Partner perspectives: With COP27 underway, there’s no time to waste—public capital is a key conduit to a just energy transition

It is abundantly clear that achieving net-zero carbon emissions by mid-century is necessary to avoid the worst climate outcomes. However, the path to decarbonizing the energy sector is not “one-size-fits-all” between developed and developing markets. Given the historical tensions between developed economies, which modernized with fossil fuels, and developing economies, now being asked to forgo this route, it is evident that sustainable, long-term global cooperation will require addressing the ”energy trilemma”—the need for the people to have access to sustainable, reliable, and affordable energy.

Sustainability is more urgent for countries hardest hit by climate change and often exposed to greater environmental risks. Reliability remains an elusive goal in many countries still working to bring basic electricity to its citizens in a secure and dependable way. Many of these developing economies also face roadblocks to electricity affordability due to weak government finances and credit, and corresponding higher cost of capital for infrastructure development.

Looking at the future energy mix globally, new renewables capacity will dominate with developing countries representing more than half of new capacity investment, driven primarily by China and India. Going forward, natural gas power generation will continue to serve as an important source of baseload generation, especially for countries in the early stages of the energy transition. Examples of this include South Africa, where coal accounts for the majority of the country’s electricity generation, and Nigeria, where replacing diesel fuel with natural gas along with improvements in the power grid will contribute to major reductions in carbon emissions in sub-Saharan Africa.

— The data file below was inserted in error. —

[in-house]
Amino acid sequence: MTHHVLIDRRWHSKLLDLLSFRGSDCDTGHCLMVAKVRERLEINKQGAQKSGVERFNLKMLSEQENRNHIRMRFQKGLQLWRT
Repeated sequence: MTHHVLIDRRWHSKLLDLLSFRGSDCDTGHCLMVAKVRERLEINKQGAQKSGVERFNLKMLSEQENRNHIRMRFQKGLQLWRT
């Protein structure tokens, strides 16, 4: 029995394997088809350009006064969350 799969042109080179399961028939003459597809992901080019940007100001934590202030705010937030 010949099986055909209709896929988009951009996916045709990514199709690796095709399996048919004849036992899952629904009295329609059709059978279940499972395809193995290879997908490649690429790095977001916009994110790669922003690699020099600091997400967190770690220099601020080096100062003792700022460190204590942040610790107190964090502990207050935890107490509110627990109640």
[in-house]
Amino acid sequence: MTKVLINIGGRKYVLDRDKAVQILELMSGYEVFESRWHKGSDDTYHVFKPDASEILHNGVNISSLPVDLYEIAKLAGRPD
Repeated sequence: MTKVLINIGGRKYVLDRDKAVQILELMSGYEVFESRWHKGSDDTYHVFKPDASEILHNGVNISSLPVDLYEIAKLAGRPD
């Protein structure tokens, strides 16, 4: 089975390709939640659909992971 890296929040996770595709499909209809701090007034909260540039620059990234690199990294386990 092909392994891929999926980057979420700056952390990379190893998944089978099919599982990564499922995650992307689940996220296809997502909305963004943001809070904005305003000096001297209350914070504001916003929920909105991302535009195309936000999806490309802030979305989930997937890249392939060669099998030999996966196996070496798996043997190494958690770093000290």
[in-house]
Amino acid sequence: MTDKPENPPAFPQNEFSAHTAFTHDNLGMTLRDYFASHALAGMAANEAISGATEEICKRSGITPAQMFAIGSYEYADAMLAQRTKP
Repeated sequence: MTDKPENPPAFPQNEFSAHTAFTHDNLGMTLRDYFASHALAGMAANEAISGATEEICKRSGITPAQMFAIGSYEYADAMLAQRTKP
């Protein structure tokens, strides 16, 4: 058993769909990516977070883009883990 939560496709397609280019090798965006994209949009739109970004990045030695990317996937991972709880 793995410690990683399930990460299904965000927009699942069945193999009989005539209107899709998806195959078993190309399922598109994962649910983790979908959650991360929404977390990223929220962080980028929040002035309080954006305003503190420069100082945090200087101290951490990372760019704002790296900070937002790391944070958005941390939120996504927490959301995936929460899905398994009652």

Public capital plays an essential role in accelerating energy infrastructure projects in both developed and developing markets. Governmental organizations such as export credit agencies (ECAs) and development finance institutions (DFIs) provide essential liquidity tools, risk management expertise, and credit support that enables meaningful private sector investment.

Energy transition case study: South Africa

Coal-fired generation currently accounts for more than 70 percent of installed capacity in South Africa. With rising energy demand in the country, coal is expected to remain the primary power generation source through 2030. While total installed coal capacity will decrease due to retirements, approximately 1.5 gigawatts (GW) of new supercritical and modernized coal plant replacements are expected to come online between 2023 and 2027. South Africa’s Integrated Resource Plan aims to install 3 GW and 9.6 GW of solar and wind capacity respectively between 2023 and 2028. Gas capacity will remain somewhat limited in South Africa due to infrastructure challenges and dependence on price-volatile liquefied natural gas (LNG) imports.

US government financing support for natural gas-fired power generation projects could support switching of the planned new coal additions to cleaner natural gas. The result would be an approximate 50 percent decrease (3.5 million metric tons) in carbon emissions by 2030 and would deliver cleaner, more sustainable, and reliable power. Adding carbon capture could further reduce emissions by up to 90 percent. Achieving these results requires a drastic shift in policy that supports gas infrastructure and LNG supply.

The role of public capital

Now more than ever, developing markets need continued government-supported financing for renewables and gas power generation to support an equitable energy transition. Despite significant global liquidity for financing energy transition projects, private sector capital requires credit support to mitigate the fundamental developing market risks: poor underlying credit and commercial structures, regulatory challenges, political uncertainty, and long-term underinvestment in infrastructure.